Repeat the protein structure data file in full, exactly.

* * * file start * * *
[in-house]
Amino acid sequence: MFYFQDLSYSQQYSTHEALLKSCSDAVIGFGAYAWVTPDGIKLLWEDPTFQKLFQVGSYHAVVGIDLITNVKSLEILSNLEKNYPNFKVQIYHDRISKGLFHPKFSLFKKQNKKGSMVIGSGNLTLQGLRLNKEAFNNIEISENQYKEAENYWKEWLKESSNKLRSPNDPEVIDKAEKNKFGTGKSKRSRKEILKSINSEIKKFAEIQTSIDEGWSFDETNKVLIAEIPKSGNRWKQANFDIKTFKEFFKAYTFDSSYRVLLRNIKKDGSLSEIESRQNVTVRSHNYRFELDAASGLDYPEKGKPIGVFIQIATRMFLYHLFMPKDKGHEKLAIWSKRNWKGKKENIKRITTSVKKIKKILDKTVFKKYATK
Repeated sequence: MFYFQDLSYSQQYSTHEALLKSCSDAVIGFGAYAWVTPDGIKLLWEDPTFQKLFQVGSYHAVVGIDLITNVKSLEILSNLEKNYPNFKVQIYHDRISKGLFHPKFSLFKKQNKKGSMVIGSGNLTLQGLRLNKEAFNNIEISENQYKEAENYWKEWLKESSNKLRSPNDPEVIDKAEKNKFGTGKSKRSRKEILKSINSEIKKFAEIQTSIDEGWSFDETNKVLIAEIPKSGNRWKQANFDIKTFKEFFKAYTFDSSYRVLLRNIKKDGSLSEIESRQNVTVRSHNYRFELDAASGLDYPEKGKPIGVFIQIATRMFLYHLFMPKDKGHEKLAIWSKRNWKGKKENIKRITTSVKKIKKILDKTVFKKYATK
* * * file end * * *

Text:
[in-house]
Amino acid sequence: MFYFQDLSYSQQYSTHEALLKSCSDAVIGFGAYAWVTPDGIKLLWEDPTFQKLFQVGSYHAVVGIDLITNVKSLEILSNLEKNYPNFKVQIYHDRISKGLFHPKFSLFKKQNKKGSMVIGSGNLTLQGLRLNKEAFNNIEISENQYKEAENYWKEWLKESSNKLRSPNDPEVIDKAEKNKFGTGKSKRSRKEILKSINSEIKKFAEIQTSIDEGWSFDETNKVLIAEIPKSGNRWKQANFDIKTFKEFFKAYTFDSSYRVLLRNIKKDGSLSEIESRQNVTVRSHNYRFELDAASGLDYPEKGKPIGVFIQIATRMFLYHLFMPKDKGHEKLAIWSKRNWKGKKENIKRITTSVKKIKKILDKTVFKKYATK
Repeated sequence: MFYFQDLSYSQQYSTHEALLKSCSDAVIGFGAYAWVTPDGIKLLWEDPTFQKLFQVGSYHAVVGIDLITNVKSLEILSNLEKNYPNFKVQIYHDRISKGLFHPKFSLFKKQNKKGSMVIGSGNLTLQGLRLNKEAFNNIEISENQYKEAENYWKEWLKESSNKLRSPNDPEVIDKAEKNKFGTGKSKRSRKEILKSINSEIKKFAEIQTSIDEGWSFDETNKVLIAEIPKSGNRWKQANFDIKTFKEFFKAYTFDSSYRVLLRNIKKDGSLSEIESRQNVTVRSHNYRFELDAASGLDYPEKGKPIGVFIQIATRMFLYHLFMPKDKGHEKLAIWSKRNWKGKKENIKRITTSVKKIKKILDKTVFKKYATK